Illustration: Aïda Amer/Axios
The industry's pre-coronavirus agenda isn't vanishing — but its priorities have already been reshuffled.
These agenda items have jumped to the top of the list:
Transforming healthcare. Tech has long viewed the healthcare sector as an over-regulated backwater resistant to digital transformation.
- Clinical medical technology remains a highly specialized sub-industry, but Big Tech was already moving into personal fitness and medical record-keeping before the crisis.
- Now, big companies are rushing to use their networks and devices to help solve immediate problems — as with Apple's and Google's surprise alliance to provide contact tracing tech via their rival smartphone platforms.
- Longer-term, they're seeing opportunities in applying AI techniques to everything from personal wellness to disease control.
Distance learning and the digital divide. With schooling at all levels transformed for now into a remote experience, inequities in online access have moved from a long-term ethical concern to an immediate problem.
- Rural communities don't always have the connections they need. Lower-income cities and neighborhoods lack the devices they need, for both instructors and students.
Network bandwidth and resilience. The shelter-in-place era has stressed networks in new and unplanned-for ways. So far they've held up well.
- 5G, the next generation of wireless service, may be in less immediate demand as long as so many people are staying home.
- The WiFi band that serves most home use and can get congested in crowded cities is headed for a turf upgrade from the FCC.
Misinformation and media polarization. Critics were already blaming big tech platforms for polarizing U.S. politics and spreading election-warping lies.
- Now we're worried about bad information online that could cost people their lives — whether through discounting the threat of the coronavirus itself, or through buying into dubious or dangerous remedies.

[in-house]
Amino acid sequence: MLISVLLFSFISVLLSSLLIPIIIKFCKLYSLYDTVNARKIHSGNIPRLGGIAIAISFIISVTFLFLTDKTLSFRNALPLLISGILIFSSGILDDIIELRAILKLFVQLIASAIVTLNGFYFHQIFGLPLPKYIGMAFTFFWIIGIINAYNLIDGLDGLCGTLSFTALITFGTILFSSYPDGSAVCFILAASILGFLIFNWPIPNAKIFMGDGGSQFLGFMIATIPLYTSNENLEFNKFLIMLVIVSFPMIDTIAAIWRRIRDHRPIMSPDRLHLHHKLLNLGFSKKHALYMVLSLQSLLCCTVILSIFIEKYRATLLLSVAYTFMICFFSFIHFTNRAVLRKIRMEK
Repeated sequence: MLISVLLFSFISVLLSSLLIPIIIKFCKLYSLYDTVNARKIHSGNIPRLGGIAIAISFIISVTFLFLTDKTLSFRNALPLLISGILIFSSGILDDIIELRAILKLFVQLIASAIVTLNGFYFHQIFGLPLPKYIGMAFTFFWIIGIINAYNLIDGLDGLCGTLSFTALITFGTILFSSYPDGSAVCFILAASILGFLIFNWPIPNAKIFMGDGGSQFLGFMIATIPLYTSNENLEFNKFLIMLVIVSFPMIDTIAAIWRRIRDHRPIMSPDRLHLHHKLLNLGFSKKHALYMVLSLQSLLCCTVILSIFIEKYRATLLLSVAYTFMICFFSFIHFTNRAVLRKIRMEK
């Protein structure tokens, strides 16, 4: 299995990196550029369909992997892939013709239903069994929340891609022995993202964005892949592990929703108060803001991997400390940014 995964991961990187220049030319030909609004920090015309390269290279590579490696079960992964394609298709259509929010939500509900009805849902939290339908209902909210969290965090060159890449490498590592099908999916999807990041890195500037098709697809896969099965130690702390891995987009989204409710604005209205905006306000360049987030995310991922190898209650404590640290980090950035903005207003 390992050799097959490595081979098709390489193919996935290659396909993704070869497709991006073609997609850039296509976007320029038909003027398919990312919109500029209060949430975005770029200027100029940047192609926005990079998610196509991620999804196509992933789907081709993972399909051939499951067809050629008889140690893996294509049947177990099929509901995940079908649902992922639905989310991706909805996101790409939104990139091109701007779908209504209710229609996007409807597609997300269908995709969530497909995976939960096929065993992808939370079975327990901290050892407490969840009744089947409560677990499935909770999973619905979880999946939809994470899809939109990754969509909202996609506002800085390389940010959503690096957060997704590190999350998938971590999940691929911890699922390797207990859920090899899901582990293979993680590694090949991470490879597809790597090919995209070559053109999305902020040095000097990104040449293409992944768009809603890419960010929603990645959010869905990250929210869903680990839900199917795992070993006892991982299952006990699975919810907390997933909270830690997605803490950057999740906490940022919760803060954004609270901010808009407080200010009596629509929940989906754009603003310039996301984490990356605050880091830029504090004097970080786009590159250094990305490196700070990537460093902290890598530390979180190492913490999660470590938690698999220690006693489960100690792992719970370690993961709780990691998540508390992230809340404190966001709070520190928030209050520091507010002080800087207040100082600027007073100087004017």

- So far, the platforms' efforts to clean up medical misinformation have been far more effective than their attempts to police political misinformation and misleading ads.
Meanwhile, these agenda items have lost some urgency:
Antitrust investigations and enforcement. The virus could slow but isn't scuttling efforts by the Justice Department, the Federal Trade Commission, Congress and the states to investigate monopolistic practices by Big Tech.
- Realistically, however, these projects will receive less press attention, less policymaker effort, and less public support in the new era.
- Talk in Congress and the Justice Department about revising or revoking the rule that limits tech platforms' liability for user-posted content also looks less likely to turn into action.
Consumer privacy. Despite a cavalcade of data breaches and privacy-protection violations, the American public seems to remain ambivalent about the tradeoffs between protecting their personal information and supporting free, ad-supported internet services, telling survey takers that they care about the issue but rarely modifying their behavior.
- Relatively tough privacy laws are in place now in both California and the EU, but Congress' effort to pass national rules now looks dead in the water until next year at the earliest.
- A downturn in the ad market could further accelerate online ad overload and intrusive marketing practices, as revenue-starved publishers approve deals they'd previously have turned down.
Screen overload. Before the coronavirus, many Americans feared that too much time in front of screens was rotting our brains and atrophying our bodies.
- Nothing about the current crisis actually offers a logical excuse for abandoning those fears.
- But practically speaking, the demands of remote work, remote schooling, and stay-at-home edicts mean that, like it or not, our screens mediate more of our lives than ever before.
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